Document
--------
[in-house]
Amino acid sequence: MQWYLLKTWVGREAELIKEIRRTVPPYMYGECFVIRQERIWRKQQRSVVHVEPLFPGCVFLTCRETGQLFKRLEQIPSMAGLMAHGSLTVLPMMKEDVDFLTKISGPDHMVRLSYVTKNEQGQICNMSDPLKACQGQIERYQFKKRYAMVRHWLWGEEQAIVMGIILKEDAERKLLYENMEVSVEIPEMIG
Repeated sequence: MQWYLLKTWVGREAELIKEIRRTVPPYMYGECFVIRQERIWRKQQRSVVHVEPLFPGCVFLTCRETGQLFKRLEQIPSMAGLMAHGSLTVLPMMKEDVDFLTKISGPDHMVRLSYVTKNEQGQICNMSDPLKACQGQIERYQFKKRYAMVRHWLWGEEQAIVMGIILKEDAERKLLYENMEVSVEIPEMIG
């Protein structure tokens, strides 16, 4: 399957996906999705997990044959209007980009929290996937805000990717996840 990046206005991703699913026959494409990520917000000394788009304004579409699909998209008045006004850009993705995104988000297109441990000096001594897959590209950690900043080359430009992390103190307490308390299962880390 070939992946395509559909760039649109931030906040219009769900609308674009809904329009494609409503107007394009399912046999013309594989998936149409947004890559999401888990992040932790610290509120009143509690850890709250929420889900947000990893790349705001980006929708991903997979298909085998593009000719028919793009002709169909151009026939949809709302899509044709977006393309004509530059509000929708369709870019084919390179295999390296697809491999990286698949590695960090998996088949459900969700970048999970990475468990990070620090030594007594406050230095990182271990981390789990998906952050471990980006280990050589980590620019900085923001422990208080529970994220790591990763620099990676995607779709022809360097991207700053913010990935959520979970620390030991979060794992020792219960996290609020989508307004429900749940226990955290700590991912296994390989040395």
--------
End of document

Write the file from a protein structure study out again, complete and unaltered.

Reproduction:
[in-house]
Amino acid sequence: MQWYLLKTWVGREAELIKEIRRTVPPYMYGECFVIRQERIWRKQQRSVVHVEPLFPGCVFLTCRETGQLFKRLEQIPSMAGLMAHGSLTVLPMMKEDVDFLTKISGPDHMVRLSYVTKNEQGQICNMSDPLKACQGQIERYQFKKRYAMVRHWLWGEEQAIVMGIILKEDAERKLLYENMEVSVEIPEMIG
Repeated sequence: MQWYLLKTWVGREAELIKEIRRTVPPYMYGECFVIRQERIWRKQQRSVVHVEPLFPGCVFLTCRETGQLFKRLEQIPSMAGLMAHGSLTVLPMMKEDVDFLTKISGPDHMVRLSYVTKNEQGQICNMSDPLKACQGQIERYQFKKRYAMVRHWLWGEEQAIVMGIILKEDAERKLLYENMEVSVEIPEMIG
């Protein structure tokens, strides 16, 4: 399957996906999705997990044959209007980009929290996937805000990717996840 990046206005991703699913026959494409990520917000000394788009304004579409699909998209008045006004850009993705995104988000297109441990000096001594897959590209950690900043080359430009992390103190307490308390299962880390 070939992946395509559909760039649109931030906040219009769900609308674009809904329009494609409503107007394009399912046999013309594989998936149409947004890559999401888990992040932790610290509120009143509690850890709250929420889900947000990893790349705001980006929708991903997979298909085998593009000719028919793009002709169909151009026939949809709302899509044709977006393309004509530059509000929708369709870019084919390179295999390296697809491999990286698949590695960090998996088949459900969700970048999970990475468990990070620090030594007594406050230095990182271990981390789990998906952050471990980006280990050589980590620019900085923001422990208080529970994220790591990763620099990676995607779709022809360097991207700053913010990935959520979970620390030991979060794992020792219960996290609020989508307004429900749940226990955290700590991912296994390989040395």